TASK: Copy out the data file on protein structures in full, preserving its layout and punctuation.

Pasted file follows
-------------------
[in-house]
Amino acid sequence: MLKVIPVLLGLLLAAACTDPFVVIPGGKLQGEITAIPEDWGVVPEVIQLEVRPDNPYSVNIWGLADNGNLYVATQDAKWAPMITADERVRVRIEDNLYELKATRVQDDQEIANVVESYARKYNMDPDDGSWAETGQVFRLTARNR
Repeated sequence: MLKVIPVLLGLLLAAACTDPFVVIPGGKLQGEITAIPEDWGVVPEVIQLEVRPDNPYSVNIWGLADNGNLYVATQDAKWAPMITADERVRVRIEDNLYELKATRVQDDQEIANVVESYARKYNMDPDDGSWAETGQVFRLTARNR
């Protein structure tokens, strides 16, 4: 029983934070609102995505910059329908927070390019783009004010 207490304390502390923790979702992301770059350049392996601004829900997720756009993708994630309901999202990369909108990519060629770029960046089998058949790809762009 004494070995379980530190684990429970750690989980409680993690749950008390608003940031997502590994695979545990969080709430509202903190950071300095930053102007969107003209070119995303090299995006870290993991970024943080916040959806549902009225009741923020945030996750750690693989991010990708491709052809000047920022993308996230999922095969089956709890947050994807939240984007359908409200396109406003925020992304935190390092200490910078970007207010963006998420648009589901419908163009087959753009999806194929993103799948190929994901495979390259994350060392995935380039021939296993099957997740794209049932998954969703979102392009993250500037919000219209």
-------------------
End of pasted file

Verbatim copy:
[in-house]
Amino acid sequence: MLKVIPVLLGLLLAAACTDPFVVIPGGKLQGEITAIPEDWGVVPEVIQLEVRPDNPYSVNIWGLADNGNLYVATQDAKWAPMITADERVRVRIEDNLYELKATRVQDDQEIANVVESYARKYNMDPDDGSWAETGQVFRLTARNR
Repeated sequence: MLKVIPVLLGLLLAAACTDPFVVIPGGKLQGEITAIPEDWGVVPEVIQLEVRPDNPYSVNIWGLADNGNLYVATQDAKWAPMITADERVRVRIEDNLYELKATRVQDDQEIANVVESYARKYNMDPDDGSWAETGQVFRLTARNR
């Protein structure tokens, strides 16, 4: 029983934070609102995505910059329908927070390019783009004010 207490304390502390923790979702992301770059350049392996601004829900997720756009993708994630309901999202990369909108990519060629770029960046089998058949790809762009 004494070995379980530190684990429970750690989980409680993690749950008390608003940031997502590994695979545990969080709430509202903190950071300095930053102007969107003209070119995303090299995006870290993991970024943080916040959806549902009225009741923020945030996750750690693989991010990708491709052809000047920022993308996230999922095969089956709890947050994807939240984007359908409200396109406003925020992304935190390092200490910078970007207010963006998420648009589901419908163009087959753009999806194929993103799948190929994901495979390259994350060392995935380039021939296993099957997740794209049932998954969703979102392009993250500037919000219209």